Networks 2 - Participation, Power and Inequality in Networks
Vrije Universiteit Amsterdam
Amsterdam, The Netherlands
Area of Study
Communication Studies, Media Studies, Sociology
Taught In English
Course Level Recommendations
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Recommended U.S. Semester Credits3
Recommended U.S. Quarter Units4
Hours & Credits
A. Knowledge and understanding
Students will have basic knowledge and understanding of:
- the nature of communication in social media - mechanisms behind the adoption of social media
- the consequences of the rise of social media for relationships between individual users and social structures
- the ways in which social media are used in strategic communication
B. Applying knowledge and understanding
Students will have the ability to:
- give a reasoned account of the consequences of the rise of social media for social structures and relationships between individuals and institutions
C. Making judgments
Students will have the ability to
:- distinguish popular opinions on the consequences of the rise of social media from scientifically supported research outcomes and theoretical statements
D. Learning skills.
Students will be able to:
- develop and communicate a standpoint based on scientific reasoning (theoretical reasoning, empirical support)
Social media are a driving force behind today’s network society. Although digitally enabled networks have been around ever since the onset of the internet, the massive adoption of online networks like Twitter and Facebook is unprecedented. They enable people and organizations to connect and communicate at low costs and thus facilitate building and maintaining relationships. Yet, they also shape how users – individuals as well as organizations – communicate, which information they receive and, consequently, how individuals relate to social structures.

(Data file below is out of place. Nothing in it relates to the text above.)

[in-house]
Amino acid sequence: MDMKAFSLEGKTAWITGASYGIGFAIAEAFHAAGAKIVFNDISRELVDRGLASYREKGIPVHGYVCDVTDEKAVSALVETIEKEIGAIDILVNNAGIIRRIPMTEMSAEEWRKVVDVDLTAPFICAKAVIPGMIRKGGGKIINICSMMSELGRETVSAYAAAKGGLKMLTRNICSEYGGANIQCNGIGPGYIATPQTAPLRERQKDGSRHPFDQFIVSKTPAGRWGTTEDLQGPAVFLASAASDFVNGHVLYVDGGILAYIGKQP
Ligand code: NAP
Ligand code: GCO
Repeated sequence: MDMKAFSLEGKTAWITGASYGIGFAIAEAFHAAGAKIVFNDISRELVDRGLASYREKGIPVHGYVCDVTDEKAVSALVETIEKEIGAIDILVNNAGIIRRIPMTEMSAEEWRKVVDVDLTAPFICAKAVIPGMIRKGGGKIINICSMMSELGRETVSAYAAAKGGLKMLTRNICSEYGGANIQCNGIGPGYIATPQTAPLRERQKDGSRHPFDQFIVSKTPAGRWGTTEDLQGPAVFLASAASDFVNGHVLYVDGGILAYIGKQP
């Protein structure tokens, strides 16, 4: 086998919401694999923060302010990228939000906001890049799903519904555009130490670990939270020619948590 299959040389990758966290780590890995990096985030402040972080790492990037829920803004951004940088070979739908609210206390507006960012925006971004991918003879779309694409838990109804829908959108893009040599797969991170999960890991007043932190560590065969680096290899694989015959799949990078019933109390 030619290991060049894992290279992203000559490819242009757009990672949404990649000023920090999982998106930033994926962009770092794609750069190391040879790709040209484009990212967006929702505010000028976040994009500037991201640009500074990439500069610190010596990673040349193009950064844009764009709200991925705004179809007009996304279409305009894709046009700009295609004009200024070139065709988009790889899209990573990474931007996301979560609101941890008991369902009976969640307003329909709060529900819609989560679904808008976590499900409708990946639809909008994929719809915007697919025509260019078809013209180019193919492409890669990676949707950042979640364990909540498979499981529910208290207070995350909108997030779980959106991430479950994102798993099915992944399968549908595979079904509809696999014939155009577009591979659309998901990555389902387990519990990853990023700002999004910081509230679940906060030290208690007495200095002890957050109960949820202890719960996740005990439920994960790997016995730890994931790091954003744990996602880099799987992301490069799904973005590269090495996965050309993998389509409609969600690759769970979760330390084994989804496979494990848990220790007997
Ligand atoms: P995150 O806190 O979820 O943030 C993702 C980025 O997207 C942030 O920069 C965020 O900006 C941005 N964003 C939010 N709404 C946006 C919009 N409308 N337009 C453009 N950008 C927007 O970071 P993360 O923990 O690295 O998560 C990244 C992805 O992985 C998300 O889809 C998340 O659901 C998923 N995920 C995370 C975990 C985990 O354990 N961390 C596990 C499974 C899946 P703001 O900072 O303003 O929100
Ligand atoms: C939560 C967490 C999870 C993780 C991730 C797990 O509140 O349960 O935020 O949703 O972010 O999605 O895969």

In this course, we will explore how social media affect the relationships between individuals and social structures. We will discuss the reasons behind the rapid and large scale adoption by their users, in terms of both how social media are perceived as instrumental for individual motives and goals, and the ways in which social network sites evoke and cater to these needs. We will explore the how social network sites shape the communication networks of individuals and organizations, and of individuals in organizations. The course will also address current questions regarding big data produced by social media, the privacy dilemma’s that big data pose, and the research possibilities and ethical questions they pose for social science.
Lectures, working groups, once every two weeks, in-class assignments
TYPE OF ASSESSMENT
Written and/or oral examination
Courses and course hours of instruction are subject to change.
Some courses may require additional fees.